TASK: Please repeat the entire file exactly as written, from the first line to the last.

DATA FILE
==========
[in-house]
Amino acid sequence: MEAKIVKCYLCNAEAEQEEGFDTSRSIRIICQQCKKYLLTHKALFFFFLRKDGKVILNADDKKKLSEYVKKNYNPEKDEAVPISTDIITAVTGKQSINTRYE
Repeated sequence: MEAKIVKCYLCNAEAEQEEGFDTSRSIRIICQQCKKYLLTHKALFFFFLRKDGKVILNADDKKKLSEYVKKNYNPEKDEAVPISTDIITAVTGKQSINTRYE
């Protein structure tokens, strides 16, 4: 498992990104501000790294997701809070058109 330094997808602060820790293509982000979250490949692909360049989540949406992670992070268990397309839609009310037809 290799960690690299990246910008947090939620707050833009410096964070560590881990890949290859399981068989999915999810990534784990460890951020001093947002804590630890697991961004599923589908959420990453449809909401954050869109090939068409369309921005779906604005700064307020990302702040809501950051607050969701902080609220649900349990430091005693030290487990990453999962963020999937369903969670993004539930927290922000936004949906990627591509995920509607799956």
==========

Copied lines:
[in-house]
Amino acid sequence: MEAKIVKCYLCNAEAEQEEGFDTSRSIRIICQQCKKYLLTHKALFFFFLRKDGKVILNADDKKKLSEYVKKNYNPEKDEAVPISTDIITAVTGKQSINTRYE
Repeated sequence: MEAKIVKCYLCNAEAEQEEGFDTSRSIRIICQQCKKYLLTHKALFFFFLRKDGKVILNADDKKKLSEYVKKNYNPEKDEAVPISTDIITAVTGKQSINTRYE
């Protein structure tokens, strides 16, 4: 498992990104501000790294997701809070058109 330094997808602060820790293509982000979250490949692909360049989540949406992670992070268990397309839609009310037809 290799960690690299990246910008947090939620707050833009410096964070560590881990890949290859399981068989999915999810990534784990460890951020001093947002804590630890697991961004599923589908959420990453449809909401954050869109090939068409369309921005779906604005700064307020990302702040809501950051607050969701902080609220649900349990430091005693030290487990990453999962963020999937369903969670993004539930927290922000936004949906990627591509995920509607799956």